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Submitted by Max Everest-Phillips on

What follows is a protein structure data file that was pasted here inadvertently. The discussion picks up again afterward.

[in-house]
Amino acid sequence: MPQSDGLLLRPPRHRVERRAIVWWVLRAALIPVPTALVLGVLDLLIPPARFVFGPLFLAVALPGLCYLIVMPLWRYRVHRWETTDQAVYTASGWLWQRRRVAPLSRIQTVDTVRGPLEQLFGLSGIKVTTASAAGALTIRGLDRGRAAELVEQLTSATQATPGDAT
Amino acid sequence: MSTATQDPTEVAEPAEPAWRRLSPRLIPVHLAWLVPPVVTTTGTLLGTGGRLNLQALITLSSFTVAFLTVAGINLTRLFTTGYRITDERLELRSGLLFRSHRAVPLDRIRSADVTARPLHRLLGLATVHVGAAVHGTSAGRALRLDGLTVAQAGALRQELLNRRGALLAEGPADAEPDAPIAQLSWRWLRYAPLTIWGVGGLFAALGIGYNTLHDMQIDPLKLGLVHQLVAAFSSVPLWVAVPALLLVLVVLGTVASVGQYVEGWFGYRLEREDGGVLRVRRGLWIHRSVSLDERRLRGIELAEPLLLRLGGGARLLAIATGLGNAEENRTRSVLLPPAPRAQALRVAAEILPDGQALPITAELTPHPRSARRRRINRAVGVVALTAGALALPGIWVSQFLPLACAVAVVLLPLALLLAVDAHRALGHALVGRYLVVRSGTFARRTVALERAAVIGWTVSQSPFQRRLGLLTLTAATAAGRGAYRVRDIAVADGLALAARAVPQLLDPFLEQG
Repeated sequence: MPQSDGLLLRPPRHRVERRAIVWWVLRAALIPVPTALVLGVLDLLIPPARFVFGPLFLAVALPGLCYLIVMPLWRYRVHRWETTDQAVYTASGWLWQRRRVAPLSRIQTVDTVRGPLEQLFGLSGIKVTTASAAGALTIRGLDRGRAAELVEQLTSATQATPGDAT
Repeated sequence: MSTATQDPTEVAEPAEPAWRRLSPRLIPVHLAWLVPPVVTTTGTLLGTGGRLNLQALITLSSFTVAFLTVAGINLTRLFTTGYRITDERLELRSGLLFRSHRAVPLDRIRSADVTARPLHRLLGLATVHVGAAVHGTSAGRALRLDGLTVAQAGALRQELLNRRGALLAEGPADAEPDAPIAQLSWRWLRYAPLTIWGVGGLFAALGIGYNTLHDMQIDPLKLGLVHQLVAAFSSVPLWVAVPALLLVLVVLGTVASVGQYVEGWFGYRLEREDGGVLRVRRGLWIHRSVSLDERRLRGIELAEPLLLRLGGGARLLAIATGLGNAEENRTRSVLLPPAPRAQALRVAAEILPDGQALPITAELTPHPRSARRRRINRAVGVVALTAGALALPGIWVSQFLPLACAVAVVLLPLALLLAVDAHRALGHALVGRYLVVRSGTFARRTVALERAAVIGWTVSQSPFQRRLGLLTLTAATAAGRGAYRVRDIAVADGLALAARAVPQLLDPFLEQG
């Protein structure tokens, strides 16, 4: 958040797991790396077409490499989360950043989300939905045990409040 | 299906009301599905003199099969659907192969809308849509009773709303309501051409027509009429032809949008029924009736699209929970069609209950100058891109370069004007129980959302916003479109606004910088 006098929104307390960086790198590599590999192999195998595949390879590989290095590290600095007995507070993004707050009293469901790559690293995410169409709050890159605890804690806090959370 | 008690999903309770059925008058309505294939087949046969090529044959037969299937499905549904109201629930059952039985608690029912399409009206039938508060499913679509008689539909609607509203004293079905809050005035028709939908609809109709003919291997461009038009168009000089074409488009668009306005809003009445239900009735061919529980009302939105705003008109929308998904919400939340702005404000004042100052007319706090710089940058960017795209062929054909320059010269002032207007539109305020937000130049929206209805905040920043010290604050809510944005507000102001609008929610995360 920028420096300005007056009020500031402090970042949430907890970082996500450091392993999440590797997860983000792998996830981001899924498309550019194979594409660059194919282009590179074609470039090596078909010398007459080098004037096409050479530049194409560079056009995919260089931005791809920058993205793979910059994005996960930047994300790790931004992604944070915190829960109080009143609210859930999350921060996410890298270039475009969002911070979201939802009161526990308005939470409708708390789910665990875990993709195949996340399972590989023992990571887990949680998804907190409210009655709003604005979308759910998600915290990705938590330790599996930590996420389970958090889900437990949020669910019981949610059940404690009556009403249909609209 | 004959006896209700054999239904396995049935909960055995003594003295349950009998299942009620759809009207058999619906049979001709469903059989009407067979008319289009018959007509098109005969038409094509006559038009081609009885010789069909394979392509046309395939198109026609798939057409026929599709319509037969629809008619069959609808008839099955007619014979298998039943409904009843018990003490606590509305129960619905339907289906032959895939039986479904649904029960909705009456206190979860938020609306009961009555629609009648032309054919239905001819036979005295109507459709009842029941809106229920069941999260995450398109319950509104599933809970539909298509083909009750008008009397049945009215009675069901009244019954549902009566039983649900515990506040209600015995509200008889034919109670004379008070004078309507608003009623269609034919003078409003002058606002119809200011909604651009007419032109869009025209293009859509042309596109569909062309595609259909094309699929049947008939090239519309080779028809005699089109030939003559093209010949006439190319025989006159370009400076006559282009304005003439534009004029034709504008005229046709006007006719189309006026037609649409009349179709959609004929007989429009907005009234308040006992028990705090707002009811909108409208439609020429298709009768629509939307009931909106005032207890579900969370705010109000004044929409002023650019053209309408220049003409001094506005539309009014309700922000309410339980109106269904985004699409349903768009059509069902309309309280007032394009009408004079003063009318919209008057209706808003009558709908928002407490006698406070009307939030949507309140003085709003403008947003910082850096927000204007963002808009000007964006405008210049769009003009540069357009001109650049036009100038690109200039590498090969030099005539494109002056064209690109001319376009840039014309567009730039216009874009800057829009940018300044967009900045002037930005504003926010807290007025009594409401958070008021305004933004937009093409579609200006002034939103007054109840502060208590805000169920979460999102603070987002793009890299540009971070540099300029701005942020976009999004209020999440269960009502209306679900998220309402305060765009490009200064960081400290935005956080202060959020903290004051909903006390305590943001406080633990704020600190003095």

To achieve national results for democracy and development, leadership excellence is needed at all levels of government. From the office of the President or Minister down to front-line supervisors, leadership skills coalesce commitment and galvanise efforts to deliver results for citizens. Because leadership challenges associated with vastly different levels of responsibility, authority, and accountability require different forms of intervention and support, the skill-sets needed must be conceptualised and scoped appropriately to meet a wide range of developmental needs. For countries going through decentralisation of government, these needs are most profound at sub-national levels. The centre of government drives policy development under the leadership of the Prime Minister or President. The new WB approach to PSM should address how to strengthen the leadership capacity with public institutions, ideally tied to improving the political/administrative interface - ie. how cabinets and cabinet secretaries structure policy and coordinate its implementation. Creating innovative policy calls for a change in mind set by all actors – governments, businesses, civil society and other stakeholders – and for forward thinking, flexibility and dynamism. Lack of leadership skills undermines this happening. Public Service ministries or Commissions in many countries have a critical role to play (at least in principle) in providing strategic direction in in leadership skills development in terms of human resources management and civil service policy and regulation, as well as in ensuring and maintaining the integrity of the public service. However, in practice, PSCs may not always be able to perform their key functions effectively, so HR leadership is lacking and leadership skills are not being adequately fostered in many public service organisations. The new strategy should expressly seek to address this lacuna. Max Everest-Phillips Commonwealth Secretariat